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Q: A Japanese coworker of mine told me she believes that somewhere in New York City is a statue from Hiroshima that survived the August 6, 1945, atomic bomb. Is this true?  —Darby Walker, New Market, Md.

 Hoshina Seki, President of the American Buddhist Society in New York, writes

A: Yes, this is true. Today a bronze statue of Shinran Shonin, the founder of Japanese Shin Buddhism, stands in front of the New York Buddhist Church on Manhattan’s Upper West Side. The statue was a gift to my father, Reverend Hozen Seki, the founder of the American Buddhist Academy (now the American Buddhist Study Center). 

The story of how the statue came to America begins in 1937. Seiichi Hirose, a metalworks industrialist from Osaka and a devout Jodo Shinshu Buddhist, had his craftsmen cast six identical bronze statues of Shinran. Each around 15 feet tall and weighing approximately 1,300 pounds, they were installed in 1937 and 1938 in Hiroshima, Osaka, Kyoto, Tokyo, Kuwana, and Niigata.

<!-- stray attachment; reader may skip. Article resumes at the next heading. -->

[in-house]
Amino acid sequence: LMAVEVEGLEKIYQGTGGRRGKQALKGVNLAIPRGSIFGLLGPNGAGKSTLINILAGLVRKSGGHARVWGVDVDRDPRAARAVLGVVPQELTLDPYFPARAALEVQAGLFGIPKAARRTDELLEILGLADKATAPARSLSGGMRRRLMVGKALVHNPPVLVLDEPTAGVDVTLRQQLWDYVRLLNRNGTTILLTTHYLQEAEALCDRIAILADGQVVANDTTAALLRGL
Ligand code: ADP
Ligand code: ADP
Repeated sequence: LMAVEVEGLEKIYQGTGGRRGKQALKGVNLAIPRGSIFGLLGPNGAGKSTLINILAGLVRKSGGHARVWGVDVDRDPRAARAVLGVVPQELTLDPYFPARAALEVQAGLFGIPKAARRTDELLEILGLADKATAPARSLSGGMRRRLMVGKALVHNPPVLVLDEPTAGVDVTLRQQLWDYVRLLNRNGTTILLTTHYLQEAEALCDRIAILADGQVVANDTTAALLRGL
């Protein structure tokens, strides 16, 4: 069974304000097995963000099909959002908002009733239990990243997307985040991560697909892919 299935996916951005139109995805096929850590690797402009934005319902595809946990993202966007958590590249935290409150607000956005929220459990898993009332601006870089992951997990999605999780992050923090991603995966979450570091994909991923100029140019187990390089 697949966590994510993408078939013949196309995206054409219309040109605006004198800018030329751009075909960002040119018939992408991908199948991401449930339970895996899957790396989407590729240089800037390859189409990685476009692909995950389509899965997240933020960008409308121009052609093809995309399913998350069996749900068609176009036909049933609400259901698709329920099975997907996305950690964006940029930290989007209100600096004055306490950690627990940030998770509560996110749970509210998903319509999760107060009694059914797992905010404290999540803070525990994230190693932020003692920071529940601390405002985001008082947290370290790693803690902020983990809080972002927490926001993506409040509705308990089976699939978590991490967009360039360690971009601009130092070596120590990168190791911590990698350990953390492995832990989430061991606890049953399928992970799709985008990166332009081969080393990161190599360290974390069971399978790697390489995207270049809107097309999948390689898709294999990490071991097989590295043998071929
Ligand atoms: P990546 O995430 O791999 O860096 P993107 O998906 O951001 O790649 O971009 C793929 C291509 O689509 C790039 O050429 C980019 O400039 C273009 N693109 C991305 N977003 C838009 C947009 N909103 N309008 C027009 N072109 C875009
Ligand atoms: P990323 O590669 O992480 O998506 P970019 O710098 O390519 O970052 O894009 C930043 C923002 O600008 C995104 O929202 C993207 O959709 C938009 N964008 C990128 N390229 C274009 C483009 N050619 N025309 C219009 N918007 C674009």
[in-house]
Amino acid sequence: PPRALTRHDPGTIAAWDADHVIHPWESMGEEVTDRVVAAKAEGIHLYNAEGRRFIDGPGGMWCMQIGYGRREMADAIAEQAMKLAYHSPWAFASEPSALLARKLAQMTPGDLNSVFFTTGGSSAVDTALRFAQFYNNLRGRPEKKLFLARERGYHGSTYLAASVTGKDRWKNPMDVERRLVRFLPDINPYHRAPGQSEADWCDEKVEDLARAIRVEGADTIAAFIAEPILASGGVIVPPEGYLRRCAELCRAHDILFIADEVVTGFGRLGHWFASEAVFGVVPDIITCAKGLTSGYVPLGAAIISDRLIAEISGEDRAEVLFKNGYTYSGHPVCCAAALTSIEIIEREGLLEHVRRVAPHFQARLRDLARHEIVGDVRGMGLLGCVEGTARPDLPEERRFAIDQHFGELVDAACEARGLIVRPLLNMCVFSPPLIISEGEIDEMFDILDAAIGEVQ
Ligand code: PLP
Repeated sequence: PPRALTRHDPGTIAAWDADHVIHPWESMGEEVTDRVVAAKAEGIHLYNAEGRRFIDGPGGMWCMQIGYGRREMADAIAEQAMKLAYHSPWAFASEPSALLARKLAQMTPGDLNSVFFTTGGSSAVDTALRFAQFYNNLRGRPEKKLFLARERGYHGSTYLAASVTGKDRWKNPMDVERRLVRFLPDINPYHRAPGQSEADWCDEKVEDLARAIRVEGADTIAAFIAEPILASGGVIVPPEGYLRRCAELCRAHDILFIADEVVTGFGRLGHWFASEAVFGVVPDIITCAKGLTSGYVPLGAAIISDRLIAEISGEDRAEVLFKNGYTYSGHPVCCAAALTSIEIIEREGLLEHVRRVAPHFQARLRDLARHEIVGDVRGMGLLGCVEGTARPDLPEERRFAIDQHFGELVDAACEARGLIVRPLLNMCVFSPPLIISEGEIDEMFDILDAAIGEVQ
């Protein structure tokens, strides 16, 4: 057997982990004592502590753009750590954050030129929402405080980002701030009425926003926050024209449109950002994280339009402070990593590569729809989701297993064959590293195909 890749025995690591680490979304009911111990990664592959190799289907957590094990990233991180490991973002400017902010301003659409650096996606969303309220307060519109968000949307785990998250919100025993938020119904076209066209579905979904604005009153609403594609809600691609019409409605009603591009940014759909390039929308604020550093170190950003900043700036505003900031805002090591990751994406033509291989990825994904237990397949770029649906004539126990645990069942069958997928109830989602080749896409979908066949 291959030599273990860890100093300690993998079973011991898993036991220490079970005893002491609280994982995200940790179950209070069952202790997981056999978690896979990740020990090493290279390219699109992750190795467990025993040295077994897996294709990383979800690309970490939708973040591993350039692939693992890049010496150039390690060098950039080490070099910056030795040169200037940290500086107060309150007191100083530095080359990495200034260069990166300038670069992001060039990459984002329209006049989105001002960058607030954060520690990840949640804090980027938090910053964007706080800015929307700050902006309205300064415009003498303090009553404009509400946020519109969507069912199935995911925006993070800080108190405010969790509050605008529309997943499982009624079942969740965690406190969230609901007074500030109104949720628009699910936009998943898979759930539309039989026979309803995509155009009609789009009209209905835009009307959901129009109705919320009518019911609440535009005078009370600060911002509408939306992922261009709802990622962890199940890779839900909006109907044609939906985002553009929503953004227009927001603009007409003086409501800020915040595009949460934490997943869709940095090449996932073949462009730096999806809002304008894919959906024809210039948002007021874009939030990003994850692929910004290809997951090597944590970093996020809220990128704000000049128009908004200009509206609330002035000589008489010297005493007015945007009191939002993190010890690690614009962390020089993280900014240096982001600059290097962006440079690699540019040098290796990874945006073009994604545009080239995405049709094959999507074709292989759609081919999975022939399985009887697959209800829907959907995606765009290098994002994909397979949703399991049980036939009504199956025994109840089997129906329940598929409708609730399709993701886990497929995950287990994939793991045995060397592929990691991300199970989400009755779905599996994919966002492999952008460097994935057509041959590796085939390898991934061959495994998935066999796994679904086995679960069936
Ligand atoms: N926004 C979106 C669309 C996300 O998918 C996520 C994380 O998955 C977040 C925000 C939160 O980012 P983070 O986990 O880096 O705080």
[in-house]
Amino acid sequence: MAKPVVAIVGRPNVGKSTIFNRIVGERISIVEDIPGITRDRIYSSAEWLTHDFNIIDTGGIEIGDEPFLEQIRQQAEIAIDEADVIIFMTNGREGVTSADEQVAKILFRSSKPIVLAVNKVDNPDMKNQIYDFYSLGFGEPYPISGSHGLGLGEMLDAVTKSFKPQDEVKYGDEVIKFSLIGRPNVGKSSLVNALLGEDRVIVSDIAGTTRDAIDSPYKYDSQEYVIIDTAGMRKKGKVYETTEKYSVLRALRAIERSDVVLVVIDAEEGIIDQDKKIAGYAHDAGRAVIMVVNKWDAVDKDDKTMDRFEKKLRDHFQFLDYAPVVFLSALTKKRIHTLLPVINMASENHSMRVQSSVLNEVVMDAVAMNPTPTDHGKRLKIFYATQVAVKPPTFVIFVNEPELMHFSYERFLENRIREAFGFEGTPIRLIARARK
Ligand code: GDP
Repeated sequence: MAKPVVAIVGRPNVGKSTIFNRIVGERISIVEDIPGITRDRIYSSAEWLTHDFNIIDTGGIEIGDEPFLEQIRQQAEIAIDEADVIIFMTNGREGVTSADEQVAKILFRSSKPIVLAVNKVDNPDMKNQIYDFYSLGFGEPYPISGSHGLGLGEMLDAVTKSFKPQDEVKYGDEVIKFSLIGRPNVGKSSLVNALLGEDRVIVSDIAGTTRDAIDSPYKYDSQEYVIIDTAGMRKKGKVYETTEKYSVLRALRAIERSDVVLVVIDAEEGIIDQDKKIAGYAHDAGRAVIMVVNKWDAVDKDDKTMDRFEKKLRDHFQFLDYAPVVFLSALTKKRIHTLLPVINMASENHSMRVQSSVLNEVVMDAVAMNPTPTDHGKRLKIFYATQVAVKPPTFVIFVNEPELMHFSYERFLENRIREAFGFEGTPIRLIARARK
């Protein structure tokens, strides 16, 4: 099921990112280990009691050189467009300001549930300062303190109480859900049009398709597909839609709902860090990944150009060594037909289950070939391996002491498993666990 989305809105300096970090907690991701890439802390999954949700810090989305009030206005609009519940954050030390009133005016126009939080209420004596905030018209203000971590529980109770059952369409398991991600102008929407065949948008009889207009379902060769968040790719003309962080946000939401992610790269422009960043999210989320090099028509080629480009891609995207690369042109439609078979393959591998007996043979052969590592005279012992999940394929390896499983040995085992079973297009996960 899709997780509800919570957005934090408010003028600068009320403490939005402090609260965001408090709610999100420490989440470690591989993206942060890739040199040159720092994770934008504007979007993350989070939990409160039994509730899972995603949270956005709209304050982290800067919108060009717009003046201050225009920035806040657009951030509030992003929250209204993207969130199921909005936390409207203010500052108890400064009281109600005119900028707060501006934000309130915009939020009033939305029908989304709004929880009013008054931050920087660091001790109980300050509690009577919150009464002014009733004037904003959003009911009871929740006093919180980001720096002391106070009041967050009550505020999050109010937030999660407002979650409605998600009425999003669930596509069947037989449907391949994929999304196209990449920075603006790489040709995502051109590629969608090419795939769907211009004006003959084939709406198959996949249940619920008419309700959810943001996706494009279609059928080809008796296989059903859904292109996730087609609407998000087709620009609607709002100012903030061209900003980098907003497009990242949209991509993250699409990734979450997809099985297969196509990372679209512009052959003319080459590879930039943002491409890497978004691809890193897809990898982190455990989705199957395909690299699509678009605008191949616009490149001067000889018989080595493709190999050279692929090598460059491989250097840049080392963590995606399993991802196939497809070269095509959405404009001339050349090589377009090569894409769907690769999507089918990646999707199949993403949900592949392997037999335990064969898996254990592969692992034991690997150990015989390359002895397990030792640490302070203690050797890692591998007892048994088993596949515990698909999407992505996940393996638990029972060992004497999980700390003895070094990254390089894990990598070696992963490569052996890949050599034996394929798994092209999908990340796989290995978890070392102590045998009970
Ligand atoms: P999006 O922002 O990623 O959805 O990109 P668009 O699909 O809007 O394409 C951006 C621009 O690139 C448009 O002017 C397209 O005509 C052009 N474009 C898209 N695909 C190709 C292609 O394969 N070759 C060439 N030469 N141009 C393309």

Three of the six statues were destroyed during the war; their metal was used for the Japanese government’s war efforts. However, the one on Hijirigaoka, a hill that overlooks Hiroshima, remained. On August 6, 1945, the first atomic bomb dropped on the city. The epicenter was only about a mile away from the statue, which received the full blast and survived the horrific destruction all around it. Even now, you can still see red burn marks on the statue and detect very small traces of radioactivity.  

The industrialist viewed the statue as an inspiration for peace, compassion, and harmony—central tenets of Buddhism, which teaches followers to be kind and gentle to all living things. After the war, he and my father agreed to bring the statue to New York City, which they considered to be the gateway to the world.

On September 11, 1955, the statue was unveiled in the courtyard of the American Buddhist Academy on Riverside Drive. There D. T. Suzuki, who introduced Zen Buddhism to the United States and was a good friend of my father’s, gave the keynote address: 

The present state of things as we are facing everywhere politically, economically, morally, intellectually, and spiritually is no doubt the result of our past thoughts and deeds we have committed as humans… we are, every one of us, responsible for the present world-situation filled with awesome forebodings.

It seems we still have much to learn about peace and harmony. ✯

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This article was published in the August 2020 issue of World War II.